How community organizations pushed us to be clearer about who we are and what we do

How community organizations pushed us to be clearer about who we are and what we do

On the road during our first rounds of community visits in 2019.


Introducing our updated values and mission statement

Something we struggle with at GHF is the disconnect between what people think we do and what we actually do—which means our phone calls and emails sometimes go unanswered.

This has been the case since we were a brand new organization planning our first rounds of community visits across Washington and remains so even though we are a few years into our work. Determined to build relationships with community leaders and organizations in every corner of Washington, we called, emailed, sent notes, and asked colleagues to make introductions, often to be received with confusion. Many assumed, because of our name and our mission focused on health equity, that we were selling health insurance or seeking to fund medical interventions.

Time and again, communities shared they didn’t think they would qualify for a grant because they were not in health care or didn’t see their work as fitting into a public health framework. Said simply: they didn’t see themselves in the words we were using. Over time we noticed organizations shoehorn their work into a public health framework, presumably to make themselves appear more “eligible” for funding. A strategic planning session or cultural celebration, for example, might include a cancer screening—or some other change to fit what they thought we wanted to see.

Even our friends and colleagues in public health and medicine were confused. Does achieving “health equity” mean awarding underrepresented students with scholarships to attend medical school? Is it a brochure offering medical advice translated into a non-English language? Again, people of all backgrounds across the state told us that this frame was confusing, unclear, and did not mean much to the leaders, organizations and communities that we depend on to achieve our mission.

We have spent a lot of time explaining our definition of health equity and making the case that health is so much more than health care. Despite our best efforts, the language we were using just wasn’t big enough to hold all the dreams of Washingtonians. These words were not big enough to describe all the brilliant, visionary, and strategic ways people want to improve their lives, their communities, and shift power so we can all live free from injustice.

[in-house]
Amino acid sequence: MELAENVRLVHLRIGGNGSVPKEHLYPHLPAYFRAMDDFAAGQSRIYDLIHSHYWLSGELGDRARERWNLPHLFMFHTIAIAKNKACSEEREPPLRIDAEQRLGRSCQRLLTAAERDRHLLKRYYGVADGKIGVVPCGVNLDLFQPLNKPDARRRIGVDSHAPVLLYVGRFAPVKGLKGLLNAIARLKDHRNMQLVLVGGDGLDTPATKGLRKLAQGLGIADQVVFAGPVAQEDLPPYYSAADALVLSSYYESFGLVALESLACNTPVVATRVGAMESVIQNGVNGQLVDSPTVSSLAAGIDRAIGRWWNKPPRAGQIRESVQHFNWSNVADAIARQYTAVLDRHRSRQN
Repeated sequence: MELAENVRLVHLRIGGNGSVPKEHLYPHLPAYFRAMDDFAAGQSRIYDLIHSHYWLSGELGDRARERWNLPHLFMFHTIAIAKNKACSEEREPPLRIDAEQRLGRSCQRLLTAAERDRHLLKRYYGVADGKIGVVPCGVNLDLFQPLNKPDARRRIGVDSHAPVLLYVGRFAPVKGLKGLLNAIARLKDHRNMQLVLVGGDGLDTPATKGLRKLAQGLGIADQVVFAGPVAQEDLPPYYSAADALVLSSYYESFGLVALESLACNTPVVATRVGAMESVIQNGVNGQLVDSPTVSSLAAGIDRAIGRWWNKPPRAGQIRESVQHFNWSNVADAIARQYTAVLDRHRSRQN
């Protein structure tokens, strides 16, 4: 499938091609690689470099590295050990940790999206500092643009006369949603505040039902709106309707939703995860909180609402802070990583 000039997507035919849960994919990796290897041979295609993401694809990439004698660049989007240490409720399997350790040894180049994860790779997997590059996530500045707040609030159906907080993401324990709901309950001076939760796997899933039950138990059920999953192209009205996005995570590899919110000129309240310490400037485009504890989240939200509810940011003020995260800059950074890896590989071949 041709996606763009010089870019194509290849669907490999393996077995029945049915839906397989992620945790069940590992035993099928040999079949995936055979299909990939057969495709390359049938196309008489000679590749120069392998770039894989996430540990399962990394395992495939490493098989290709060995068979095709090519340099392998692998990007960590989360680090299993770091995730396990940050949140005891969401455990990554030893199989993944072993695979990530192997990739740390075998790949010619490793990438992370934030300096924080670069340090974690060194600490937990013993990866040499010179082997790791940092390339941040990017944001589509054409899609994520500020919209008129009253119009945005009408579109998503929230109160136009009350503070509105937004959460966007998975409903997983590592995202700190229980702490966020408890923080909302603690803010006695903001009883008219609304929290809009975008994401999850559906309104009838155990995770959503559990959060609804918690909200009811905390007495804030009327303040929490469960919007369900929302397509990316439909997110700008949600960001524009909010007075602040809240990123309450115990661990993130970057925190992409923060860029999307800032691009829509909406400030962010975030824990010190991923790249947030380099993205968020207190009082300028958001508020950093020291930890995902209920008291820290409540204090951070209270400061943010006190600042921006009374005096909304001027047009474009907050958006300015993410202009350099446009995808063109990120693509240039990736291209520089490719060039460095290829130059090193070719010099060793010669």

That is the short story of why we rewrote our values and introduced a new mission statement: transforming the balance of power to ensure equity and racial justice across Washington and beyond.

My colleague Eddie Moreno and I at a 2020 Juneteenth celebration in Seattle’s Judkins Park.

The long version of the story includes thousands of insights we heard during community visits, conversations with hundreds of organizations, feedback from convenings and regional gatherings, as well as the countless hours our team has spent with grantee organizations across the state.

From the beginning, our board and team have prioritized time at our meetings to listen and learn, to understand how we can build trusting relationships with Washington communities. We are incredibly grateful to our first teachers. Leaders and organizations representing rural, suburban, unincorporated, and urban geographies have helped us understand how different communities express their priorities and reminded us that leadership, vision, and determination for equity exist in every pocket of our state. The knowledge, insight, and expertise of Black, Indigenous, and people-of-color leaders, tribal nations and Native communities, people living with low incomes, members of the LGBTQ+ community, and people with disabilities have fundamentally changed who we are and how we think about our work.